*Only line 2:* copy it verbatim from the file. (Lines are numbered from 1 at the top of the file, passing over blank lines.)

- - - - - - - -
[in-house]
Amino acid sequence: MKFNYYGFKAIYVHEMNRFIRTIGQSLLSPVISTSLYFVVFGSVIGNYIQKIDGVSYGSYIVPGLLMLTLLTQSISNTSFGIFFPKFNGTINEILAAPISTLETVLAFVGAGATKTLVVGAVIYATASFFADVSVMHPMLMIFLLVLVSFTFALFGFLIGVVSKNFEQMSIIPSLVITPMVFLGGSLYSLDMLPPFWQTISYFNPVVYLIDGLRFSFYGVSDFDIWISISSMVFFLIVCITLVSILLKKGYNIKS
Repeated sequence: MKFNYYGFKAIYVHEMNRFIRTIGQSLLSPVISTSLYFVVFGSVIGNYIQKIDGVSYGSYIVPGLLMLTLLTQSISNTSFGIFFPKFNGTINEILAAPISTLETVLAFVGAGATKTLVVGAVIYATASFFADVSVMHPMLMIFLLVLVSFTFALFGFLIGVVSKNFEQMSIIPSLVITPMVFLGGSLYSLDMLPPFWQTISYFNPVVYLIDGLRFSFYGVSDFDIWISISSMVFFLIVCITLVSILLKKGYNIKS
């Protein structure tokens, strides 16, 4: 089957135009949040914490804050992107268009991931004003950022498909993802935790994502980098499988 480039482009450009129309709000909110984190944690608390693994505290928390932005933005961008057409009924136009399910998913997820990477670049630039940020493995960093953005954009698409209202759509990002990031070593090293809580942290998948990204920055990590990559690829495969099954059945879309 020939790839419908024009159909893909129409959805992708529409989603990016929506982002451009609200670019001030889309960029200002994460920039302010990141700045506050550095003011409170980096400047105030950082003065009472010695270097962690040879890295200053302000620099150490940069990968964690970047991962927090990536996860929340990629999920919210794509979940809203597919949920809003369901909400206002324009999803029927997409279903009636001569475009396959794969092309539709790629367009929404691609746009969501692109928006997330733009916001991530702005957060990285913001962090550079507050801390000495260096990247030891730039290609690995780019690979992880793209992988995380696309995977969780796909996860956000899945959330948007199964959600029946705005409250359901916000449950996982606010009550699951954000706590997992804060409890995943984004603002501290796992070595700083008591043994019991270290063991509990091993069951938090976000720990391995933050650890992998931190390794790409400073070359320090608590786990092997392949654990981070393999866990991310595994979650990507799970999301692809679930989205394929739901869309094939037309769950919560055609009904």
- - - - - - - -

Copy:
Amino acid sequence: MKFNYYGFKAIYVHEMNRFIRTIGQSLLSPVISTSLYFVVFGSVIGNYIQKIDGVSYGSYIVPGLLMLTLLTQSISNTSFGIFFPKFNGTINEILAAPISTLETVLAFVGAGATKTLVVGAVIYATASFFADVSVMHPMLMIFLLVLVSFTFALFGFLIGVVSKNFEQMSIIPSLVITPMVFLGGSLYSLDMLPPFWQTISYFNPVVYLIDGLRFSFYGVSDFDIWISISSMVFFLIVCITLVSILLKKGYNIKS